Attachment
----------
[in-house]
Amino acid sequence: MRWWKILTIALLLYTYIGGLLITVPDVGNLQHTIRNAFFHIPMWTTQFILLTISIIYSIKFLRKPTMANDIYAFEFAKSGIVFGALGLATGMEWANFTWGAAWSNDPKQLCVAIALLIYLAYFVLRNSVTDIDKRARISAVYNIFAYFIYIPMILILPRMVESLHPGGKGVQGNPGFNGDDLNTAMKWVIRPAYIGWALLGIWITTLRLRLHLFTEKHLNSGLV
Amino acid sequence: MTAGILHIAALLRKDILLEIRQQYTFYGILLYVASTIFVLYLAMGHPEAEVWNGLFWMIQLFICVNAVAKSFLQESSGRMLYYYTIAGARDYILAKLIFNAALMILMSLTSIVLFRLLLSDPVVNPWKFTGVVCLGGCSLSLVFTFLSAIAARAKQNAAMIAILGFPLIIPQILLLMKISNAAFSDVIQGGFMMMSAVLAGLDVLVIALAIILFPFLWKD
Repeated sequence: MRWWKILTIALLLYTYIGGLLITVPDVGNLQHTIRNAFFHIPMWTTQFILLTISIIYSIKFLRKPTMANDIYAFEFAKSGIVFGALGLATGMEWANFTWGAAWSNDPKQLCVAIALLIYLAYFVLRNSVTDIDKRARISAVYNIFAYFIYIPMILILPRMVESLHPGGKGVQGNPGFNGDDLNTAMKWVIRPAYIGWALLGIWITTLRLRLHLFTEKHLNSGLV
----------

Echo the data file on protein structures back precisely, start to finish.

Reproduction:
[in-house]
Amino acid sequence: MRWWKILTIALLLYTYIGGLLITVPDVGNLQHTIRNAFFHIPMWTTQFILLTISIIYSIKFLRKPTMANDIYAFEFAKSGIVFGALGLATGMEWANFTWGAAWSNDPKQLCVAIALLIYLAYFVLRNSVTDIDKRARISAVYNIFAYFIYIPMILILPRMVESLHPGGKGVQGNPGFNGDDLNTAMKWVIRPAYIGWALLGIWITTLRLRLHLFTEKHLNSGLV
Amino acid sequence: MTAGILHIAALLRKDILLEIRQQYTFYGILLYVASTIFVLYLAMGHPEAEVWNGLFWMIQLFICVNAVAKSFLQESSGRMLYYYTIAGARDYILAKLIFNAALMILMSLTSIVLFRLLLSDPVVNPWKFTGVVCLGGCSLSLVFTFLSAIAARAKQNAAMIAILGFPLIIPQILLLMKISNAAFSDVIQGGFMMMSAVLAGLDVLVIALAIILFPFLWKD
Repeated sequence: MRWWKILTIALLLYTYIGGLLITVPDVGNLQHTIRNAFFHIPMWTTQFILLTISIIYSIKFLRKPTMANDIYAFEFAKSGIVFGALGLATGMEWANFTWGAAWSNDPKQLCVAIALLIYLAYFVLRNSVTDIDKRARISAVYNIFAYFIYIPMILILPRMVESLHPGGKGVQGNPGFNGDDLNTAMKWVIRPAYIGWALLGIWITTLRLRLHLFTEKHLNSGLV